the Prophets under it. And Leffons out of the Law and the Prophets, with Hymns out of the Pfalms, and Prayers, made up the Jewish Form of Worship.. Mofes and the Prophets, are put for the whole Old Testament, Luke xvi. 29. Acts xiii. 15. And Luke xxiv. 44 the whole Old Teftament is divided into Mofes, the Prophets, and the Pfalms. The Pfalms being put for all the Hagiographa, because the Pfalms were the First in order of the Hagiographa. The Law, by an ufual Figure of Speech, is used for the Pfalms, John x. 34xv. 25. for the Prophets, 1 Cor. xiv. 21. and for the Old Teftament, Rom. iii. 19. In which fense the LXXII. are by fome Authors faid to have tranflated the Law, when they tranflated the Jewish Canon of Scripture.
And if both the Law and the Prophets, comprehending all the Books of Scripture written before the Captivity, were ftill extant, and well known and made ufe of by pious Men during all that time; and the People had Copies of them, or had Means and Opportunities of being acquainted with them, as the Prophet Zechariah fuppofes, Zech. vii. 7. there is no reason to imagine, that they had not fufficient knowledge of the Hebrew Tongue at their Reftoration, many being still alive, who were firft carried away Captive: And the Writings of the Prophets, during the Captivity, and upon their Return, fhew that the People did understand it; for they all wrote in the Hebrew Language, except upon fome particular Occafions, where their Prophecies more immediately concerned the Babylonian Affairs. Both Men and Women could understand Ezra, when he read the Law; And the ears of all the people were attentive unto the book of the law, Neh. viii. 3. It was not the Language, unlefs in fome Particulars, which in all Languages will want Explication to the Vulgar, who are Natives;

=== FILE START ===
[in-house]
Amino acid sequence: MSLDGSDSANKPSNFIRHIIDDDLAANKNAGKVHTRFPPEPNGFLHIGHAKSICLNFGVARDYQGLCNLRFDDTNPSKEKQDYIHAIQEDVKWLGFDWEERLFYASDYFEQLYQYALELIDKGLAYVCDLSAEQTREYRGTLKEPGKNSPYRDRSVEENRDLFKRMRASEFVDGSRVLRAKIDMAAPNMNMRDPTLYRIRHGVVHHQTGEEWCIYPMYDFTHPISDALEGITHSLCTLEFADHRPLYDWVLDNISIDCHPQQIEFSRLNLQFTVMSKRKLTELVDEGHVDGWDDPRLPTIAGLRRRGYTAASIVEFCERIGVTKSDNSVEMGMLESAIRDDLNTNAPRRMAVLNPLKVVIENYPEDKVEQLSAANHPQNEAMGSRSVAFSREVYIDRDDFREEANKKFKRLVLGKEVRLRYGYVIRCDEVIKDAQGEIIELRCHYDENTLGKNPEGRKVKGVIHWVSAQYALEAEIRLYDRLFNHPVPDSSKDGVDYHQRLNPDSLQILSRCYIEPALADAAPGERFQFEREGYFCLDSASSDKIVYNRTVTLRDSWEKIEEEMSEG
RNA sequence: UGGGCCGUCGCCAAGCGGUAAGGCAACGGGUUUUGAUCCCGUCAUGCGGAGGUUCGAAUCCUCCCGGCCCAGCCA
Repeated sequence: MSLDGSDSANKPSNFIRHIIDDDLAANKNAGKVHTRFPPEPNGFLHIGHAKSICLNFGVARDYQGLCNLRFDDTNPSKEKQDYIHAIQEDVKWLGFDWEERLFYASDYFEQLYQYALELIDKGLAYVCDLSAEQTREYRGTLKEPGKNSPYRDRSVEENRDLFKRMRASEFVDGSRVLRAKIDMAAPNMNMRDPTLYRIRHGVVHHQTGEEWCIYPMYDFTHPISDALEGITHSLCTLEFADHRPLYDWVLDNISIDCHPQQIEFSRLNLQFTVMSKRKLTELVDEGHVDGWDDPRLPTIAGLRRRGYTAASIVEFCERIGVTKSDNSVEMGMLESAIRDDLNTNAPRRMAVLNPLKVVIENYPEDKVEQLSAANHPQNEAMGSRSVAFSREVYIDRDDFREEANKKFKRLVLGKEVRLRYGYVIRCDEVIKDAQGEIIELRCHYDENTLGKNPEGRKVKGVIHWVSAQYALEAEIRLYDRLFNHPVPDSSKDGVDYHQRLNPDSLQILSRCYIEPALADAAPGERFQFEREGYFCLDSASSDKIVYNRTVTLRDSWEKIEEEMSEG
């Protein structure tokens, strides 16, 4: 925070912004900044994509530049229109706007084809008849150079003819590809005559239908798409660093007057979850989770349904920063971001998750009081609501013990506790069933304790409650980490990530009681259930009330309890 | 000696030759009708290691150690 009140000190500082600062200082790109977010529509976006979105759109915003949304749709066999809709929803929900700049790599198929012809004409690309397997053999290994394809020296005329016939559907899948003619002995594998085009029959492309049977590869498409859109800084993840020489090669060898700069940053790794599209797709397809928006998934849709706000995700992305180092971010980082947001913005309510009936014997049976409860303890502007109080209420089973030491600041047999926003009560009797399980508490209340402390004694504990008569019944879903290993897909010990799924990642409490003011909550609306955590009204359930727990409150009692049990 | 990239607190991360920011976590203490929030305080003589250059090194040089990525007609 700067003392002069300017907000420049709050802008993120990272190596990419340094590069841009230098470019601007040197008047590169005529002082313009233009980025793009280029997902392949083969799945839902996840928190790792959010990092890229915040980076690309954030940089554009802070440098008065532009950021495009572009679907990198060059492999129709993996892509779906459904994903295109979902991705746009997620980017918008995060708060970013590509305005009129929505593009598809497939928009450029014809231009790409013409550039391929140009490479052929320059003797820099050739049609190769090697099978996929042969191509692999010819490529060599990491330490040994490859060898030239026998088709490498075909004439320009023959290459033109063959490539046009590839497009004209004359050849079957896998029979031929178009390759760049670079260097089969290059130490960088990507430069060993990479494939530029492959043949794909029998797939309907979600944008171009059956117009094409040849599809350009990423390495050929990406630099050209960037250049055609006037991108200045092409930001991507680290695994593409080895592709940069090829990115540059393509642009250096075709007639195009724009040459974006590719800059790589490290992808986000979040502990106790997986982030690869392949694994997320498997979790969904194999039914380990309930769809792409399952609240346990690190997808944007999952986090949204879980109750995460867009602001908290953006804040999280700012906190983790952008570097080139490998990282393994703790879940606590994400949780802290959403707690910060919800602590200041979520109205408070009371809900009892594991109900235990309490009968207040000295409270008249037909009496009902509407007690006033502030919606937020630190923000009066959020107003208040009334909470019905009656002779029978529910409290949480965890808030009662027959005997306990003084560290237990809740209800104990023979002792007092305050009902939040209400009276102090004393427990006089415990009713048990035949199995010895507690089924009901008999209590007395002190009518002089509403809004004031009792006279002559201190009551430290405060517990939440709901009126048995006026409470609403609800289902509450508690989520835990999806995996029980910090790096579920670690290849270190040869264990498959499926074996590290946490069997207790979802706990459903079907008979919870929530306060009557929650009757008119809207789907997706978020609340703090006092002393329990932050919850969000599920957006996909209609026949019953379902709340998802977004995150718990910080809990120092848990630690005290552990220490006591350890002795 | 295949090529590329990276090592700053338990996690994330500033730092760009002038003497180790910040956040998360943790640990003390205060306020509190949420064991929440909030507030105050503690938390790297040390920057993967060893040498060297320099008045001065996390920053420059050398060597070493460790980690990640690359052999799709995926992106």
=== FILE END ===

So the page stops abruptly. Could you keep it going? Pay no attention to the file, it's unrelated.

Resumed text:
Surenhufius de concil. V. & N. T. loc. p. 291.